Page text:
Setbacks & Disappointments I’m no stranger to injury, my coach half-jokes that I am fragile - I’ve had pretty crippling injuries almost every season which affects my preparation. But if I get the go-ahead to continue training without the risk of tearing something else, I’ll do it - just push through the pain. My worst injury was in 2016, when something came off the bone in my ankle and I was in an air-cast for two months. I literally had to learn how to walk again. But when something like this happens you snap into emergency survival mode, and you do whatever it takes.
When I was injured, I set a timer for 5 minutes every day and just allowed myself to cry. I give myself a certain amount of time to wallow in self-pity, and when that’s done, I get up and move on with my day. It’s step by step, and of course support from community is so important - I had a great rehabilitation team, my coach and family were pacing me one improvement, one milestone at a time.
At the end of the day, I think a lot of people tag success to a financial paycheque, which I understand completely. I acknowledge that I am privileged to have a husband who is so supportive of my dreams, so I am “allowed” to weigh success by other measures. But I firmly believe money shouldn’t hold you back from pursuing your passions. There’s always a way, you just need to figure it out. For myself, I work part-time jobs, project-based jobs, and I work harder off-season so that I can completely focus when it’s competition season.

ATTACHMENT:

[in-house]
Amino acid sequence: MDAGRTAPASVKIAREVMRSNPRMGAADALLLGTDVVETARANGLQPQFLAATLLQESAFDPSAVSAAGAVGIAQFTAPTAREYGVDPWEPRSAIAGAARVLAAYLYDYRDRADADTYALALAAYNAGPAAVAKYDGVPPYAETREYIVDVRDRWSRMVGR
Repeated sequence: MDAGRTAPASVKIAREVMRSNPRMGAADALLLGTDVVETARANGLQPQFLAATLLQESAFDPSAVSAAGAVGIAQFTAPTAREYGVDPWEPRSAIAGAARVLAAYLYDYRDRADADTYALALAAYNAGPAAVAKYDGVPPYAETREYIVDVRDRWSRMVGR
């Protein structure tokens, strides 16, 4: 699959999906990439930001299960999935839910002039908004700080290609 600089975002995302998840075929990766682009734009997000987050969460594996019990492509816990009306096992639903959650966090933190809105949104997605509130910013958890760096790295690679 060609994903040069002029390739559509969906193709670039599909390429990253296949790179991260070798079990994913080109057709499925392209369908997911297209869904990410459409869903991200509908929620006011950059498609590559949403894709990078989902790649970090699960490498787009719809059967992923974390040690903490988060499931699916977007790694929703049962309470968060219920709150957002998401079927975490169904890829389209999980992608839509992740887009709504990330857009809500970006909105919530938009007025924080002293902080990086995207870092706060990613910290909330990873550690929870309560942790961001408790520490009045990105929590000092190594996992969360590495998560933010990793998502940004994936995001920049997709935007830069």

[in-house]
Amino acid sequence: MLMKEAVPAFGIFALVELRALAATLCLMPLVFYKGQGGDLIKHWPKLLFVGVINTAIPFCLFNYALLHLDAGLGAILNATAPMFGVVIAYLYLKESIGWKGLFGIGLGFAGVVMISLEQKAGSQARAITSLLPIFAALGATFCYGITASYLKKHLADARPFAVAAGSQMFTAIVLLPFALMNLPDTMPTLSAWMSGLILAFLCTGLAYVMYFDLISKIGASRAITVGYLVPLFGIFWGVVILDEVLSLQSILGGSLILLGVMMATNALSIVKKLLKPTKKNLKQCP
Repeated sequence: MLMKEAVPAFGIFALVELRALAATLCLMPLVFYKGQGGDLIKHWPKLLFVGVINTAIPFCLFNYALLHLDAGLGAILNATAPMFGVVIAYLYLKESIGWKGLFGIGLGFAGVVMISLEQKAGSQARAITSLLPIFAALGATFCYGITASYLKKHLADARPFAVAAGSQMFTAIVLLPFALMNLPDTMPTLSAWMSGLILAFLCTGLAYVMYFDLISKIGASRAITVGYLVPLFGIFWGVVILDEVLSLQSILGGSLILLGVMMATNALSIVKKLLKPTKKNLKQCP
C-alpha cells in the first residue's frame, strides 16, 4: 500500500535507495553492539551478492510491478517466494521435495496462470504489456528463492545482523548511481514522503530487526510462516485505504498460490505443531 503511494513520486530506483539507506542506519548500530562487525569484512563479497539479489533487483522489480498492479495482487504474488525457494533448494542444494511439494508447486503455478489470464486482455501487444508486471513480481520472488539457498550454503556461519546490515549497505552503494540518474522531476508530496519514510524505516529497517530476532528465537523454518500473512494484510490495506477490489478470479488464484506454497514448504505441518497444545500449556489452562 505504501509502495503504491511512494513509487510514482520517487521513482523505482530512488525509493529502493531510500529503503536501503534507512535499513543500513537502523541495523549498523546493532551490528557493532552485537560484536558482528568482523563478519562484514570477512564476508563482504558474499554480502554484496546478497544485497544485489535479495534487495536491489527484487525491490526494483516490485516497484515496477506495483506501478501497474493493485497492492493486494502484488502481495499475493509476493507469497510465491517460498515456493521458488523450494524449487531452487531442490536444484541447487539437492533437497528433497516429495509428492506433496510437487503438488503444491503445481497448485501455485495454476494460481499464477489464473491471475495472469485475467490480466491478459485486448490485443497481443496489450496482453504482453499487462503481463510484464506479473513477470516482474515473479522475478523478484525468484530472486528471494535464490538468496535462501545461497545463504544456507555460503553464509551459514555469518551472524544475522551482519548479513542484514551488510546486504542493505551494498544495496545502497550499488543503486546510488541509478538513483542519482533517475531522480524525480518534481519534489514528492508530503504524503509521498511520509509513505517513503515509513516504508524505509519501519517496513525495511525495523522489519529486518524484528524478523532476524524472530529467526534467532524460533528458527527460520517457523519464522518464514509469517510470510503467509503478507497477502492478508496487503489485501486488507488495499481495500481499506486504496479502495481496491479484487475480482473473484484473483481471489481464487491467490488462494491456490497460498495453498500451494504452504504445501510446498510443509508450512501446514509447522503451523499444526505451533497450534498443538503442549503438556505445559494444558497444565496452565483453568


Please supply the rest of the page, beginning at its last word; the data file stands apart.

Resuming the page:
You musn’t be afraid to ask for help, or be shy about putting yourself out there. If you send out ten proposals to sponsors, eight of them will probably reject you, one won’t even reply and one may go “Ok we’ll think about it”, but you try to negotiate from there. When I got my first national record, I told myself that’s not good enough to ask for sponsors so I’ll wait till I get two national records. But when I got my second, I thought, I’m still not good enough.
So I think we’re always afraid we’re not good enough and we don’t deserve it - but I’ve come to realise you will never think you’re good enough, you’ve just gotta make up your mind to go for it. In summary, figure out what resources you have, what you need to top up and how to get there - be flexible with your options.